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telecommuting from sardinia
by Sid Heaton

Crunch time at work was drawing nigh and I was going to need uninterrupted access to phone lines for long stretches of time to get my work in. "So," we asked the tour operator, "does the Village Green Park have private telephones with outside lines in the rooms?" You bet they do, step right up, sign on the dotted line, come on down. Not quite convinced, we looked in the Village Green Park's handsome brochure for mentions of telephones. Whaddyaknow, there they are! One per room, outside line, the works. Just like something from the 20th century! We're there.

Alas, in Italy, things are often not quite as they seem. Or, to paraphrase Frances Mayes, author of bestselling travel book, Under the Tuscan Sun:

"Italy's essence distills from a thousand crushed grapes and the tiniest sprig of wild mint clasped in a young girl's virginal hands. It's timelessness echoes in the soil and in the simple peasant garb of the wizened woman who gazes into my eyes with a look that bespeaks the secret knowledge of the ancients. So blessedly free of the guiles of the "modern" world! So attuned to the mysteries of beauty! A bell tolls, a cow lows, and suddenly I'm seven again, pigtailed and playing with dolls at my Father's bended knee. Ah, la bella Toscana!"
Hmm. I'm not quite sure Frances is really getting it there. Perhaps we should just paraphrase what I said when I picked up the phone and cradled its lifeless receiver to my ear. "Crap on toast! The stupid phones don't work!"

Yes, I do believe that's more like it. Sorry, Frances.

This was extraordinarily bad. Laboring as I was under a workload that would crush Job's back into jelly (question -- did Job ever have a job? What was Job's job?), I desperately needed unfettered telephone access. I needed to download, upload, bridge the communications gap. I needed copper wires, optical fibers, coaxial cables. This stupid hotel didn't even have two tin cans and a piece of string.

"I've discovered that it's important not to let calm and clear-headed logic get in the way of throwing a total hissy fit"
What to do? During times of crisis, I've discovered that it's important not to let calm and clear-headed logic get in the way of throwing a total hissy fit. There will be a time for rational analysis later. First, break something. Nothing big, maybe just a coffee cup or a hotel clerk's arm. Next, you'll want to move into bemoaning your wretched fate with keening howls of despair. If things still don't seem to be going your way, try setting something on fire, like maybe a couch or just a scooter. Burn clean your despair in a catharsis of purifying flame.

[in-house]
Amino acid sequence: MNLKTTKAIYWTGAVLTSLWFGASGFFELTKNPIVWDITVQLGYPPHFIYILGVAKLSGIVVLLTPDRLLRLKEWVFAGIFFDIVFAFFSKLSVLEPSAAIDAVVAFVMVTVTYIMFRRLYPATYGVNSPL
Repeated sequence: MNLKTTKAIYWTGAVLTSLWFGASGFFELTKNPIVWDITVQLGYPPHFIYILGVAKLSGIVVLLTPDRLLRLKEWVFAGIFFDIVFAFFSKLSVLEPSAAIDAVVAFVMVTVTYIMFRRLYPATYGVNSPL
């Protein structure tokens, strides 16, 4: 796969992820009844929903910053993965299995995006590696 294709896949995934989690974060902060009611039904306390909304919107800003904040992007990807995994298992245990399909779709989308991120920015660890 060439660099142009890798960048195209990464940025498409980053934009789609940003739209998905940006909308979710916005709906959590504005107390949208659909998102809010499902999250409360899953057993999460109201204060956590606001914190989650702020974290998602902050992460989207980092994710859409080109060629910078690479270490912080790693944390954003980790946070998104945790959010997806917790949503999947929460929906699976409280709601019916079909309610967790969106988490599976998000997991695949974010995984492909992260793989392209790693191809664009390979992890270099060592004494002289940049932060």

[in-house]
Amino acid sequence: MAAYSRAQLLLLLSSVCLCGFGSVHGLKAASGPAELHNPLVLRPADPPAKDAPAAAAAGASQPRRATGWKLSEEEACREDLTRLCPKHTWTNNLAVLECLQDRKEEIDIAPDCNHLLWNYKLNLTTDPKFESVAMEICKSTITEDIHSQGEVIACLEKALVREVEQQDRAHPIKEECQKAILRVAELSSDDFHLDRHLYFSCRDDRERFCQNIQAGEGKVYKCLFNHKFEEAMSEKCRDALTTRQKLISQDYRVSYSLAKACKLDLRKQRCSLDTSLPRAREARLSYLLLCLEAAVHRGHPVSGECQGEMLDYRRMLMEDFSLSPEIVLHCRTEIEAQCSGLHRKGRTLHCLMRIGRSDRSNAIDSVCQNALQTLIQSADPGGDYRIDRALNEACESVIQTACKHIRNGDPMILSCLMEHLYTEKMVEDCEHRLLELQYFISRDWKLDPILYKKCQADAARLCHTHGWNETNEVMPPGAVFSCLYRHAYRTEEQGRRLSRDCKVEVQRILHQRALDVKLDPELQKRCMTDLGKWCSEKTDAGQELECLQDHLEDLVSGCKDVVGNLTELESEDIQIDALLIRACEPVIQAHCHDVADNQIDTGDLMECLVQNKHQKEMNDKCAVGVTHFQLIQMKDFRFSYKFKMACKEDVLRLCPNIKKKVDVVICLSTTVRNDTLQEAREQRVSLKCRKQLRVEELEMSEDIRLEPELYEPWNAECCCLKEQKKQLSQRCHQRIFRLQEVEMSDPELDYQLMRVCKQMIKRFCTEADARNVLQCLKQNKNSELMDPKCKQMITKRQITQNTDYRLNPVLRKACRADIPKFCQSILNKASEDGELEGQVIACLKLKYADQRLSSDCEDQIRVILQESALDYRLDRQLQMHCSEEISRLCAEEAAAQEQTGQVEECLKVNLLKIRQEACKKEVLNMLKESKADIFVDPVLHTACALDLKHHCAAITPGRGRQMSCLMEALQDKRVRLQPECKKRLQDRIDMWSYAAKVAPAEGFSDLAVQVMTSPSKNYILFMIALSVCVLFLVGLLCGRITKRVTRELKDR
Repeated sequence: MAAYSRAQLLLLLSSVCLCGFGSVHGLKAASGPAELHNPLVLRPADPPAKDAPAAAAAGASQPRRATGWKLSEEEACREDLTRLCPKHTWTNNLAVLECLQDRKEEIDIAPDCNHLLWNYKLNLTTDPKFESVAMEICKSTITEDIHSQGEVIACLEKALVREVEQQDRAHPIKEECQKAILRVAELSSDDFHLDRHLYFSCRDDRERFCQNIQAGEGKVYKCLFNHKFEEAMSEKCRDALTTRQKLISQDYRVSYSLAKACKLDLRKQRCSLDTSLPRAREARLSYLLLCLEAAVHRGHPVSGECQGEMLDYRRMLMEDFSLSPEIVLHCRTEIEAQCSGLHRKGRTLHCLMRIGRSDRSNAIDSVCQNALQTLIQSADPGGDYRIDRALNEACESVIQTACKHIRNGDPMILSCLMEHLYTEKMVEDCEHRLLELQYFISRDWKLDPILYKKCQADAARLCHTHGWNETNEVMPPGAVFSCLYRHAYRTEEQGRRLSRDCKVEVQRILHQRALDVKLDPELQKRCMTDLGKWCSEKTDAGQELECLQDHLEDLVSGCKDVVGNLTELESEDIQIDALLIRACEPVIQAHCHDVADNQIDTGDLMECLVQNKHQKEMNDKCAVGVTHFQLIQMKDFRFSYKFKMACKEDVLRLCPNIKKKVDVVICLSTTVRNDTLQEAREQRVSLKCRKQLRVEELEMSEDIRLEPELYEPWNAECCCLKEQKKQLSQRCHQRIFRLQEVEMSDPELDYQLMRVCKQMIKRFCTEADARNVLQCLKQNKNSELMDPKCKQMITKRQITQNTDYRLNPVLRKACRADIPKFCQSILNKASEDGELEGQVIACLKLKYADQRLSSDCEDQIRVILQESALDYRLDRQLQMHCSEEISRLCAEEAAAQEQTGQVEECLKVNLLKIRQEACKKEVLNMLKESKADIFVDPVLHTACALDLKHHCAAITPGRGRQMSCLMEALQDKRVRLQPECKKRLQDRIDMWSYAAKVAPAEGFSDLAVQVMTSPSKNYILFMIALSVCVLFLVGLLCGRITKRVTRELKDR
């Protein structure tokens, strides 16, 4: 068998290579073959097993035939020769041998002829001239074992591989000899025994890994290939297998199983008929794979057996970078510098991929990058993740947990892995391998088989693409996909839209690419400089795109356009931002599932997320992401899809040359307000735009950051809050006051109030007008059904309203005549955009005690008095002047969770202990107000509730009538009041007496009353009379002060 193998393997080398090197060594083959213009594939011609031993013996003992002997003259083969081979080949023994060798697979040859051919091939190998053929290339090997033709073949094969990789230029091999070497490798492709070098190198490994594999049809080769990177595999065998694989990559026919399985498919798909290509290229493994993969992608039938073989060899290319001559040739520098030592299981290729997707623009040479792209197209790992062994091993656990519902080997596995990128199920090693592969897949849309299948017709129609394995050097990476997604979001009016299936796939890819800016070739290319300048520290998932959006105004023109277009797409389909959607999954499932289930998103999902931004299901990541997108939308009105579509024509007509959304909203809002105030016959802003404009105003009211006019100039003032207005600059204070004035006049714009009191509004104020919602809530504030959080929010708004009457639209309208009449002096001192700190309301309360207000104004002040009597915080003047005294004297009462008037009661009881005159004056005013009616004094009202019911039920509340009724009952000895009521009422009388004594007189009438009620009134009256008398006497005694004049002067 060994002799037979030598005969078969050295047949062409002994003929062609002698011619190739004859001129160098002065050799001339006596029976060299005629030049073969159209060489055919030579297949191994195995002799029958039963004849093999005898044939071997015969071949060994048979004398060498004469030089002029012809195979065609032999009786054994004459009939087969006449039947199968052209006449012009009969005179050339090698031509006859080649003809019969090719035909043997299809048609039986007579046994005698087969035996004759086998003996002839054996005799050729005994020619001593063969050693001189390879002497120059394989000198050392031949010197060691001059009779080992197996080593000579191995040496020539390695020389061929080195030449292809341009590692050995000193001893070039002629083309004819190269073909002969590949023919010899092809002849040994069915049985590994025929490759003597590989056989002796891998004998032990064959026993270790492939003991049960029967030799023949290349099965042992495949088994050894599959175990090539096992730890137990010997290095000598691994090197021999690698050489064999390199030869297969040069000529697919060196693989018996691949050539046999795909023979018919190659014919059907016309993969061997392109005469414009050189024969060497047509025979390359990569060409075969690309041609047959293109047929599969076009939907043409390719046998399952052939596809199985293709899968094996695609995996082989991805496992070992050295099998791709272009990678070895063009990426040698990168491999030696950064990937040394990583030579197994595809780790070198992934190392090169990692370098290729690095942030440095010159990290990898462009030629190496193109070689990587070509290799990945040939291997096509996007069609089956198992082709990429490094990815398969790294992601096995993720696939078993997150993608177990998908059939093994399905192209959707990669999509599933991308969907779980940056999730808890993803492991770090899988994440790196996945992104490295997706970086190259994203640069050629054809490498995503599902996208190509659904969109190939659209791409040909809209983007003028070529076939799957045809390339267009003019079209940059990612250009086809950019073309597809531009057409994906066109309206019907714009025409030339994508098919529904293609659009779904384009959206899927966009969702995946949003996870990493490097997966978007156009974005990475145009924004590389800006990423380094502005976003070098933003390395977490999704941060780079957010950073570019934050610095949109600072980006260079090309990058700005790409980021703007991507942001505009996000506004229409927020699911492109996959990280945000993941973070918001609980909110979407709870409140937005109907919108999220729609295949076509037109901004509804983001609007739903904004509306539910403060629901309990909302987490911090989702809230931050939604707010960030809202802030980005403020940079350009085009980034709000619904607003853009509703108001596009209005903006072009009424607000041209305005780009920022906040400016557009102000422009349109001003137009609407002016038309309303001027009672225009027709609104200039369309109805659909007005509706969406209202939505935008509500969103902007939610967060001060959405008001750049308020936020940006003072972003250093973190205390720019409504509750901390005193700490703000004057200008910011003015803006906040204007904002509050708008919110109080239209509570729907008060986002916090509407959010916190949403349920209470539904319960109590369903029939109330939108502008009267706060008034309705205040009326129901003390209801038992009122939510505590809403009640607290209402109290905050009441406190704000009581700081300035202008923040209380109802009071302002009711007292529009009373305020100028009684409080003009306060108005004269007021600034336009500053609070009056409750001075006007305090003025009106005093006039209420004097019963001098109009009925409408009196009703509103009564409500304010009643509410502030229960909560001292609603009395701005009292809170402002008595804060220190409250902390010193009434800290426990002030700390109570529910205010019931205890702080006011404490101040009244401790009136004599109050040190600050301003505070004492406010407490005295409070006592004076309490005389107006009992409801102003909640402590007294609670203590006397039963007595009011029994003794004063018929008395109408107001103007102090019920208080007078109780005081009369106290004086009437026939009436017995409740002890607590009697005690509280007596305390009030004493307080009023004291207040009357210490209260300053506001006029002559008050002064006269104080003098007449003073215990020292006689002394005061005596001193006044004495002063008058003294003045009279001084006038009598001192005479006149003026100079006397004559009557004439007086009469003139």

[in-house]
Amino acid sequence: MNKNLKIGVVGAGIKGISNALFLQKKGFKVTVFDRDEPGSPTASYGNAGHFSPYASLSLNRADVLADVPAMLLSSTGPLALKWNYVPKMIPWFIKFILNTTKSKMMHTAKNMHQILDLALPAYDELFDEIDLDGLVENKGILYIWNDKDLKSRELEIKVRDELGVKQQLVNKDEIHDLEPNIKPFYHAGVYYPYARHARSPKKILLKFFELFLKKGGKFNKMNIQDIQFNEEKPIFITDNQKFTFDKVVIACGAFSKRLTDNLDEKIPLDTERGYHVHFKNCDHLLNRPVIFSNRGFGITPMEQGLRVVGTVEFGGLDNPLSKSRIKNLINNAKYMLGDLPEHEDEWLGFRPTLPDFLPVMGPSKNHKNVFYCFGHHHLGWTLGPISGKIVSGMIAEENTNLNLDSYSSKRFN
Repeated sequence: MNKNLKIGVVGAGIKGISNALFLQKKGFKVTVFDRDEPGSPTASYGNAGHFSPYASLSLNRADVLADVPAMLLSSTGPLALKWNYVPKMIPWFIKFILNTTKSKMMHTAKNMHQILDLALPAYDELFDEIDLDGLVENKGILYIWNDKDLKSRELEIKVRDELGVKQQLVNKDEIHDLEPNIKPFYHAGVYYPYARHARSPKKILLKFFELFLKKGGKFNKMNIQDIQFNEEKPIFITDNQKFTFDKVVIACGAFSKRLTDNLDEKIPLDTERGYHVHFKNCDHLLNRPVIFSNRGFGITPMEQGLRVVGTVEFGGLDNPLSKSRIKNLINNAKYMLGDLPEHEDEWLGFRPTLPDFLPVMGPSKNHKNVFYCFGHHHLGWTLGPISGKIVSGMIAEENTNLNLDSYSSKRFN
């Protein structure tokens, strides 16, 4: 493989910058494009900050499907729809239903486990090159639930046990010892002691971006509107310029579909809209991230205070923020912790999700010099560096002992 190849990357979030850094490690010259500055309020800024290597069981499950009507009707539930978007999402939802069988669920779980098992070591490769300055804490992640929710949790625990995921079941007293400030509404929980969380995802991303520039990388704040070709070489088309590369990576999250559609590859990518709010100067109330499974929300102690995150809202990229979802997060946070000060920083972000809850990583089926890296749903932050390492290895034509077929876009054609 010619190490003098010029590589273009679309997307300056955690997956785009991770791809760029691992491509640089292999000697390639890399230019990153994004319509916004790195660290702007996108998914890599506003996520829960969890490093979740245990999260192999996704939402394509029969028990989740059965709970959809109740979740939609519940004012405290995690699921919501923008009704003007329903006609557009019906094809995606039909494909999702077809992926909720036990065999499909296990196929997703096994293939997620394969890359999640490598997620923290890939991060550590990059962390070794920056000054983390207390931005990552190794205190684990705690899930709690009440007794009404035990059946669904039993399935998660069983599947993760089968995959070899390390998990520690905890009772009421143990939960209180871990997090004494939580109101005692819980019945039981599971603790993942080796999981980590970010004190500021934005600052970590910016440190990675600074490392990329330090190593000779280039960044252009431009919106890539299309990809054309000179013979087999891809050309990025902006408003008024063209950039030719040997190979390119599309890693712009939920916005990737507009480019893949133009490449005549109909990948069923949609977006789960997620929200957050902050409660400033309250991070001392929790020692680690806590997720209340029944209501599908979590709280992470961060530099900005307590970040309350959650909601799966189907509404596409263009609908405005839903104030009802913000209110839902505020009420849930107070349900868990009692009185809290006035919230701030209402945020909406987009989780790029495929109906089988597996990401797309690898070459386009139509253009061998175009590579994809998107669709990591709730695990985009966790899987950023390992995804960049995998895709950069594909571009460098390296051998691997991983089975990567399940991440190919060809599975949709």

Kristanne, however, is not as avid a proponent of this system of crisis-management as I am. So, while I attempted to get the hotel desk clerk in my patented Grim Faced Hammerlock so as to squeeze some sense into his nattering skull (on crutches, no less!), Kristanne calmly apprised the hotel manager of the direness of our plight, informing him that she expected him to pay for us to stay at a hotel with a telephone until they fixed their own.

And that was all it took. The hotel manager, after peeling the desk clerk from my icy clutches, politely directed us to a back office with a working telephone where I could merrily tranfer my bits and bytes back to the waiting computers in California.

see also...
*Direct from Sardinia
*Takin' care of business
*Extreme Sardinia
*Wind & ice cream
*Sardinia quiz
*A Sard Feast
*Sardinia region
*Travel Forum
The only down side to this arrangement was that the hotel office with the telephone resided on an outcropping of alpine rock soaring high above the valley where our little room was nestled. So, twice a day, I crutched me and my laptop up a staircase of positively Himalayan proportions so as to get my work done. I did this with neither bottled oxygen nor Sherpa support (though I did have a small cache of salami laid in at a base camp about halfway up). Sir Edmund Hillary ain't got nothing on me.

The above is an excerpt from the Extreme Telecommuting Web site, where travelogues bear absolutely no resemblance to any you've ever read before. Sid and his wife Kristanne believe that the Digital Age facilitates telecommuting and that if one is going to telecommute, one might as well do it from places one has always wanted to go! They are living this philosophy and have the travel writing to show for it. We at are completely in love with their site, which offers no-holds-barred impressions of Italy and a marvelously refreshing writing style. To read more about Sid and Kristanne's trip to Sardinia, visit this page.

Many thanks to Sid and Kristanne for their kind permission in letting us offer this excerpt to readers!


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